Compass re-ups agent equity program as IPO looms

Agents have deferred commissions topping $70M since 2018

Compass CEO Robert Reffkin
Compass CEO Robert Reffkin

With a potential IPO on the horizon, Compass is again letting agents trade their commission dollars for equity — and potentially reap the rewards of a long-awaited public offering.

Under the terms of the firm’s 2021 agent equity program, Compass said brokers can defer payment on commissions and referrals that will convert to equity the following year. Compass will also match 10 percent of the agents’ investment, according to an internal memo seen by The Real Deal.

“This agent-only program allows you the opportunity to participate in any future growth and success of the company,” the memo said. Agents will not be required to pay an exercise price in order for restricted stock units to convert to common stock in the event of an IPO.

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With IPO ahead, Compass lures agents with stock options

Founded in 2012, Compass has used equity and other financial incentives to recruit top agents over the years. But it’s only allowed agents to defer commissions since 2018.

That year, the company said it granted $20 million in stock options to 1,200 agents enrolled in the program. Last year, it was on track to grant $50 million in options to 3,000 agents. It currently employs 18,000 agents around the country.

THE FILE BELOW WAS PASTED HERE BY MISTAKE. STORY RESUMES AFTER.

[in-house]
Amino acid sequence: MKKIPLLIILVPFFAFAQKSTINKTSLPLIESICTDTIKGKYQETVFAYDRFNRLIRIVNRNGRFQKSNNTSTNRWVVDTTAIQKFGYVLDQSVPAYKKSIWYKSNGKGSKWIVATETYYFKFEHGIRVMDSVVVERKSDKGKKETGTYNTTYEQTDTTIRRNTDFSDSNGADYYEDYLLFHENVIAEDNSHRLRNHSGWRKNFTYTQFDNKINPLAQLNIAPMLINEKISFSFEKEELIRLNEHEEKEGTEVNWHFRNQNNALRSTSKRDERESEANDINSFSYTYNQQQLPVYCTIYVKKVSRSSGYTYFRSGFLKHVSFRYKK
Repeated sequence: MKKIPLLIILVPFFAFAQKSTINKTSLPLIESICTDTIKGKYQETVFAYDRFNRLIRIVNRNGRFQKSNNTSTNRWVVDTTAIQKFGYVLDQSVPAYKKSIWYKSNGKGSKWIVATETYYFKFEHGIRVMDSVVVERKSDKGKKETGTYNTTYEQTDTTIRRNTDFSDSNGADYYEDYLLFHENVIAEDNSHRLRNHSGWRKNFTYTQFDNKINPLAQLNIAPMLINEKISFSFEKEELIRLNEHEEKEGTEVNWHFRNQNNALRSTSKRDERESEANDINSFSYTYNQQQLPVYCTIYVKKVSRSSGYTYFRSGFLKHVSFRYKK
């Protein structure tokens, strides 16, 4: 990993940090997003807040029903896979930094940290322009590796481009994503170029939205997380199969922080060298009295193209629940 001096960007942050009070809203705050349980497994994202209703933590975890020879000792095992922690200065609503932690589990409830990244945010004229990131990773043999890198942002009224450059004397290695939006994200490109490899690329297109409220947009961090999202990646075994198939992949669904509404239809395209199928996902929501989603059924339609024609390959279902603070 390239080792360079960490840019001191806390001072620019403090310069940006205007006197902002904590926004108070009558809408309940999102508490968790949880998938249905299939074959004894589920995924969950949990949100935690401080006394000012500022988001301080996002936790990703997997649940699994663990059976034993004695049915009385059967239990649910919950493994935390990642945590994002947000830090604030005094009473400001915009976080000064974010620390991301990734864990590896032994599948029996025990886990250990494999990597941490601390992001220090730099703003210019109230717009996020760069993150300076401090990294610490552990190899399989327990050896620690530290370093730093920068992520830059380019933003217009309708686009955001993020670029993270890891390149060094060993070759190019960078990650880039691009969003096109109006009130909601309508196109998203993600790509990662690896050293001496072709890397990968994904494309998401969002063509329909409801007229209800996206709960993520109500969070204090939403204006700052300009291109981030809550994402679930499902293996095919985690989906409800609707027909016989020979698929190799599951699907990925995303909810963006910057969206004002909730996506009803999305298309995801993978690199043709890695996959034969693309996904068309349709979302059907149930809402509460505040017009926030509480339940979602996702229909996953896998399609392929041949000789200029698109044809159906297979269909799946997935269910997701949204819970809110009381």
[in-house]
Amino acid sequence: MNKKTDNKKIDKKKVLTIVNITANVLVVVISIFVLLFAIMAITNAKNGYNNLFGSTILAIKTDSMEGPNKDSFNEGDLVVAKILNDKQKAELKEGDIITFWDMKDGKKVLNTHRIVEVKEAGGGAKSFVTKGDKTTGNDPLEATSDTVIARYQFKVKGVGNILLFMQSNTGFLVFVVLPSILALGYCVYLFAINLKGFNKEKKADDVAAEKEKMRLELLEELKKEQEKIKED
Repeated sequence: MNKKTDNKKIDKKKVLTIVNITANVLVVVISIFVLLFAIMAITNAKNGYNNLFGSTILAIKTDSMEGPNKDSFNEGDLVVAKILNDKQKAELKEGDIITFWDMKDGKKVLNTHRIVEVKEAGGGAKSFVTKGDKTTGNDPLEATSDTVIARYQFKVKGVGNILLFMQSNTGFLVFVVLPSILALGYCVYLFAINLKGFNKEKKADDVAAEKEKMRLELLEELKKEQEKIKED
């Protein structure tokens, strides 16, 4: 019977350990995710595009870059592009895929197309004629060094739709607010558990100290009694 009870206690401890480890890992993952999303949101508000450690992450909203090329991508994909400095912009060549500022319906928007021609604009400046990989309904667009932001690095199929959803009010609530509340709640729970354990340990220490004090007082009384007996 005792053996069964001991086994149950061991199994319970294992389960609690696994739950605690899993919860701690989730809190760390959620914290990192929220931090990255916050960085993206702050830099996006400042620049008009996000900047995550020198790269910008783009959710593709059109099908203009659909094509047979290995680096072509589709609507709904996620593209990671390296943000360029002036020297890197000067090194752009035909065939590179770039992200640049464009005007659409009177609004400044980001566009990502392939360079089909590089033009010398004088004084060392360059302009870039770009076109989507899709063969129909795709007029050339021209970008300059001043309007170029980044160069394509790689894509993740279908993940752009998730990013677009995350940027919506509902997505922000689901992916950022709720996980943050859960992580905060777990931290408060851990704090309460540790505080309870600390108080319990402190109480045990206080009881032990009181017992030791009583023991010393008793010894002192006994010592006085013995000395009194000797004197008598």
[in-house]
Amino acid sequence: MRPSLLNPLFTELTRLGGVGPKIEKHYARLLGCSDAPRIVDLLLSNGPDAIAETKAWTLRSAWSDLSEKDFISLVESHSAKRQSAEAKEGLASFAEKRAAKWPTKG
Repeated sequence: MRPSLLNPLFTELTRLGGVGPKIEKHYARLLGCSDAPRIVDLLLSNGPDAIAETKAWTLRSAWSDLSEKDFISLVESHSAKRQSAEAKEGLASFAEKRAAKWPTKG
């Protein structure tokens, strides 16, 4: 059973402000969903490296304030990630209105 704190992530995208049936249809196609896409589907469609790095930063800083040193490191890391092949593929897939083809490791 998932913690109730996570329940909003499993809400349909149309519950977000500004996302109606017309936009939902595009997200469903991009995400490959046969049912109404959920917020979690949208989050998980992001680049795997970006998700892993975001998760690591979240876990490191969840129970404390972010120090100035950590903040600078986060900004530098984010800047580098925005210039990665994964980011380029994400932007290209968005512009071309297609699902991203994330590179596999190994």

Compass declined to comment.

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Last year, the brokerage sweetened its agent equity program to make it easier for agents to cash in on shares, in particular by shortening the vesting period to one year from four years.

The 2021 program is structured the same way, though the strike price is fluid pending a public offering.

According to the memo, agent stock options will convert to equity in the first quarter of 2022. At that time, Compass said it would calculate the number of shares an agent gets by dividing their investment by a “reference price” of $154.27, the value of Compass shares in its most recent funding round in July 2019. At that time, Compass was valued at $6.4 billion.

But if Compass is publicly traded at that point, the reference point will be the trailing 10-day average closing price, the memo said.

In the memo, Compass laid out a scenario where an agent earning $100,000 in commissions invests 20 percent, or $20,000, and Compass contributes another 10 percent of that for a total of $22,000. Based on a $154.27 percent price, the agent would own 142 shares.

Having raised $1.5 billion from investors, including SoftBank, Fidelity and Dragoneer, Compass has been the subject of IPO speculation for years. Compass recently hired Morgan Stanley and Goldman Sachs in anticipation of a potential public offering.

In a recent memo to agents, CEO Robert Reffkin did not mention equity, and he said he could not comment on the timing of an IPO. “But being public will allow Compass to raise capital that we can invest in more tools and more support to help you,” he wrote.

Tech stocks have been hot in 2020, fueling IPO fever. This month, Airbnb raised $3.5 billion in a public offering that valued it at more than $100 billion. Prior to the IPO, early employees pressured Airbnb to go public so that they could cash in on options set to expire starting in late 2020.

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